Written by Seamus Kelleher.
Look around and you’ll probably spot something that uses an electric motor. Electric motors power our cars, vacuum cleaners, refrigerators, paper shredders, garage door openers and so much more. You can’t escape them—they’re a major part of our everyday lives and drive many important functions we rely on. Resonance Group in Toledo, Ohio, designs technology that boosts the efficiency of electrical processes like motors, saves energy, and further advances engineering towards clean energy solutions.
“The goal is to develop alternative energy technologies. We engineer systems that improve the efficiency of electrical motors and can extend battery life,” said Jason Owens, Chief Engineer at Resonance Group. “Our flagship technology is our Energy Control System. We use a pulse motor to replace a system’s existing electric motor. We can capture electrical energy that’s usually wasted as heat, and recycle it so that it takes less energy to power a system.”
Further Resonance Group technology is based off this advanced understanding of high frequency, high voltage pulsed electricity. Their newest project expands on their flagship technology but focuses on batteries, particularly those in electric cars. They’ve engineered a power management device that works in conjunction with the Energy Control System, and can regulate the energy required from, and returning to, a battery. This ability to control energy expense extends a battery’s potential life and improves performance through increased efficiency.
“The technology will help to increase the efficiency of the discharge process, keep the battery cooler and help it run more efficiently. When you pulse charge a battery instead of the traditional direct current way, you can store more power,” said Owens. “You’re no longer wasting power to heat loss. So, a 100 amp-hour battery could now perform like a 150 amp-hour battery. You can either get more capacity out of the same battery or utilize smaller batteries that are less expensive, and still get the same capacity out of them as the larger one.”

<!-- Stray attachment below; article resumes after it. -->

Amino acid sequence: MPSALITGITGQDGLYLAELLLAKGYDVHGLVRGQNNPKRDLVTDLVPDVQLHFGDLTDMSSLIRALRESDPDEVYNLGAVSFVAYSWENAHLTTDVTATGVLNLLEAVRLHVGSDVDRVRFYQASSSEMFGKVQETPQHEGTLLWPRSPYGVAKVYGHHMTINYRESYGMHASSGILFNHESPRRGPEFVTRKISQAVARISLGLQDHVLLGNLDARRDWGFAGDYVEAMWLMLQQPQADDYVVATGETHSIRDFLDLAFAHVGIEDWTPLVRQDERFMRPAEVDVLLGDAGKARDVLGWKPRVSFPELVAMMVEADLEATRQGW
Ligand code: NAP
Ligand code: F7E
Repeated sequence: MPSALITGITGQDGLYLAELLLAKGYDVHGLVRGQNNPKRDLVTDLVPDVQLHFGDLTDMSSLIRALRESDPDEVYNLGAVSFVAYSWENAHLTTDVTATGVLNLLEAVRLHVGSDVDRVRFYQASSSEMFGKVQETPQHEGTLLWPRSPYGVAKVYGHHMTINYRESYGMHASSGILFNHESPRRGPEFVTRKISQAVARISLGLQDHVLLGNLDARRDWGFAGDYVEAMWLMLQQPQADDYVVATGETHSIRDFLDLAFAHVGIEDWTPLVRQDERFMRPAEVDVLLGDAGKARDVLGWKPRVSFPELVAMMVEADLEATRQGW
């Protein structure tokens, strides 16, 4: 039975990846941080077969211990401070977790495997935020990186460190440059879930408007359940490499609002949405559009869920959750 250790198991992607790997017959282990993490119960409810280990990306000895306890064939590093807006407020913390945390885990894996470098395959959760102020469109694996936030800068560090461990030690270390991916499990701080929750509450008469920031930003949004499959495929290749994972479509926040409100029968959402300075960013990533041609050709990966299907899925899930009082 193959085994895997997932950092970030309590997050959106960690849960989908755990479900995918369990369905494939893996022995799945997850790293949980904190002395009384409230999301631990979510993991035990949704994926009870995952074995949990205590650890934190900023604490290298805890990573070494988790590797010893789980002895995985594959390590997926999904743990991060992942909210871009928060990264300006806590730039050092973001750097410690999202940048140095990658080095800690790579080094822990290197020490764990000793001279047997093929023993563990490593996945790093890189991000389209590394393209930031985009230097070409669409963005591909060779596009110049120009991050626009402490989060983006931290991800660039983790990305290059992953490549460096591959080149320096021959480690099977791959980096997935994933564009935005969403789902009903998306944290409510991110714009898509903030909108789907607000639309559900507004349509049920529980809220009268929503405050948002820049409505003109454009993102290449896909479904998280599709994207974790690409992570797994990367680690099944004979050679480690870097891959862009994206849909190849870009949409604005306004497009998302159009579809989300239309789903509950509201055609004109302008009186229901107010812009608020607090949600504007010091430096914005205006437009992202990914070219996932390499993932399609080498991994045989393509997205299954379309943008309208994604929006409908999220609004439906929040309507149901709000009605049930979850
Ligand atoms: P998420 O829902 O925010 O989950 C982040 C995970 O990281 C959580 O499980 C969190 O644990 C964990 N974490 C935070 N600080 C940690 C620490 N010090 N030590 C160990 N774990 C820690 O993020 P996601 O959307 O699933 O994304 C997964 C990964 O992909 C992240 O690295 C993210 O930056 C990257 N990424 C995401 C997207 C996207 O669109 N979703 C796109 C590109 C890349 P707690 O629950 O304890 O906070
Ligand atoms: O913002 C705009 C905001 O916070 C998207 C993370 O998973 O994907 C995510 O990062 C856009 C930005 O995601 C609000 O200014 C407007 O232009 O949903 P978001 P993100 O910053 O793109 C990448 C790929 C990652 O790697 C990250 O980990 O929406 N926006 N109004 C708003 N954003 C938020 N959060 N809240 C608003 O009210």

In 2009, Owens became the first student to participate in the student entrepreneurship program at the University of Toledo College of Engineering. After graduating, Owens repurposed his garage into a lab space and got to work with a team that would come to be known as Resonance Group. After outgrowing the garage, Owens and his five-full-time staff returned to where it all began, the University of Toledo, entering the LaunchPad Incubation Program in 2016.
At LaunchPad, a northwest Ohio regional partner of Ohio Third Frontier, the Resonance Group team has plenty of elbow room they didn’t have in Owens’ garage, and that has helped them ramp up their research. Since being admitted to LaunchPad, the team has experienced increased visibility and leveraged the incubator’s network to land business with several of Toledo’s industrial companies. Perhaps more than anything, though, Owens says Resonance Group appreciates the close relationship with the university and the educational opportunities that provides. Moving forward, they plan to expand on that academic relationship and are working to build a reputation as a company that’s both successful, and a top-notch electrical engineering research company.
“We have access to such great talent at UT. We run a co-op program where students can work with us for a semester, and I think that’s mutually beneficial for them and for us,” said Owens. “Moving forward, we also plan to offer workshops for students in engineering. We’d love to be viewed as a ‘hub of expertise,’ specifically for alternative energy. Being involved with LaunchPad and UT, where many of us are alumni, has been awesome.”